Being candid is often more helpful than being courteous. But I hesitate to say this because I don’t want to embolden two types of people. First, there is the militaristic “defender of the truth” who never gives kindness a second thought. As long as what is said is correct, how it is said is deemed irrelevant. And second, there is the bully, the person who is never held back by courtesy because kindness is simply not one of his or her characteristics. He or she is proud of their bully bravado and “courage.” They don’t take “nuthin’ off of nobody.”
Perhaps we can discuss the problems of these two communicators later, but right now, I have in mind another (and I think more practical) problem. It is the problem we all have when we need to discuss a sensitive matter with a loved one or dear friend, and because we don’t want to hurt their feelings we speak so tactfully that we fail to get the point across. “They see the point I am making,” we think. “I don’t have to spell it out more specifically.” But they don’t get the point. We go away feeling relieved that we “talked to them,” but we really did not. Mainly wanting to be courteous, we weren’t as candid as we should have been.
And sometimes there is an even more serious problem. Fearing reproach or retaliation, we are afraid to speak clearly enough for our hearer to get the essential point. It is not courtesy but cowardice that holds us back. Facing persecution, for example, even the courageous Paul asked for prayers on his behalf “that words may be given to me in opening my mouth boldly to proclaim the mystery of the gospel . . . that I may declare it boldly, as I ought to speak” (Eph. 6:19,20).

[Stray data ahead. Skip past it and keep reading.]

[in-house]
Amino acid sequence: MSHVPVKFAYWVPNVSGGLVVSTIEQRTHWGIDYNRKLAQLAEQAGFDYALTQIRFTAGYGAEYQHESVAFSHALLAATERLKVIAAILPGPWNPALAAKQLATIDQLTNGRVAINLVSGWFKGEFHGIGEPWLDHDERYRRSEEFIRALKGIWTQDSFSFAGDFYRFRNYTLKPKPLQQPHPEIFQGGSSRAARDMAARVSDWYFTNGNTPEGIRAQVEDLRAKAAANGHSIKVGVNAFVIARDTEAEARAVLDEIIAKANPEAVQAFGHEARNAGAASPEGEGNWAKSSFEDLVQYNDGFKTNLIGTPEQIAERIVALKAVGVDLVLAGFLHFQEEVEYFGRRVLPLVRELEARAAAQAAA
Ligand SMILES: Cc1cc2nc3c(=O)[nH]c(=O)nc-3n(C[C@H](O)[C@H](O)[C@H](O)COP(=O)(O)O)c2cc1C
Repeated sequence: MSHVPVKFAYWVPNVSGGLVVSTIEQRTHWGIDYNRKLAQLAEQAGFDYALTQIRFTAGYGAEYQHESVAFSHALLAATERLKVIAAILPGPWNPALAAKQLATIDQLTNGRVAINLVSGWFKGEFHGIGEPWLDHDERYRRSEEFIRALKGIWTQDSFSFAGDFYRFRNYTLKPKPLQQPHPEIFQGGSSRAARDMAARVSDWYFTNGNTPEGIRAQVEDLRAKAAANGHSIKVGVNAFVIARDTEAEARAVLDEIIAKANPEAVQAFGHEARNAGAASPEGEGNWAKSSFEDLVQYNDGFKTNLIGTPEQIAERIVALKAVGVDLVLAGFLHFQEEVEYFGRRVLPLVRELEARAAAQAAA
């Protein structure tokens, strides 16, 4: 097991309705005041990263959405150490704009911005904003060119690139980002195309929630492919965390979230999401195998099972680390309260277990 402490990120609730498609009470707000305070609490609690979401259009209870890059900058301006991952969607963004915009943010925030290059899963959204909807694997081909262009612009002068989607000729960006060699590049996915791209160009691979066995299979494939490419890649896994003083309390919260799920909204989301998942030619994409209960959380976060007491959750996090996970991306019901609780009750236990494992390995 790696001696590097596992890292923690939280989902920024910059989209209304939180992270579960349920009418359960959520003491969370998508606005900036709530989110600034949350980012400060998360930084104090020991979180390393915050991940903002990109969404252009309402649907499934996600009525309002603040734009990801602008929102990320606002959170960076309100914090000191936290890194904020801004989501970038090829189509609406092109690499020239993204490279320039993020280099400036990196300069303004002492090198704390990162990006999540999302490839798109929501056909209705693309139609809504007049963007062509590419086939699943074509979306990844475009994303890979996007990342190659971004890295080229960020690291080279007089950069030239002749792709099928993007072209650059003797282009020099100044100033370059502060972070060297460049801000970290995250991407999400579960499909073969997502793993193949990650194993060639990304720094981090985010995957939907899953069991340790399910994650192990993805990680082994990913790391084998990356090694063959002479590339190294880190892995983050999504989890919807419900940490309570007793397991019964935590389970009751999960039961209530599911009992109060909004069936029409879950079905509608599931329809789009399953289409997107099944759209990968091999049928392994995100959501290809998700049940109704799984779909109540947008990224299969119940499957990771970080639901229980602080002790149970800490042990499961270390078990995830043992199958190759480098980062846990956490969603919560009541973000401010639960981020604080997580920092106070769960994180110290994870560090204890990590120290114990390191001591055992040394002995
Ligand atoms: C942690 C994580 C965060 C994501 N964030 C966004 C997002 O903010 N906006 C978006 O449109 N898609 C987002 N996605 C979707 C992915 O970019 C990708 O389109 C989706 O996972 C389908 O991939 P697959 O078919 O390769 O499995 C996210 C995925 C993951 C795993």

When I look in the mirror, I see a person who wants to be liked, a person who doesn’t want to upset others or hurt their feelings. Like you perhaps, I sometimes use “let your speech always be gracious” (Col. 4:6) as an excuse not to say the exact words that need to be said.
Many of you are my friends. If you had to speak hard truths to me (not an altogether hypothetical situation), I would want you to be as gentle as possible — but if the reason I didn’t get mad was that I didn’t get the point, that would not be good. Whether speaking or being spoken to, clarity is what we should desire. Courtesy is nice, but clarity is essential. So Brass Tacks, the title of a paper I used to publish, conveys my intent as a writer. Like Robert F. Turner, I believe in “plain talk.”
I’ll not be a good steward of the Word if, wishing to be polite and avoid painful consequences, I fail to communicate. If I am not candid enough to say what you need to hear — in words plain enough that you actually get the point — then my efforts at courtesy will not help you (and they may actually confuse you). Regarding the gospel message, then, I hope my prayer will always be the same as Paul’s: “that I may make it clear, which is how I ought to speak” (Col. 4:4).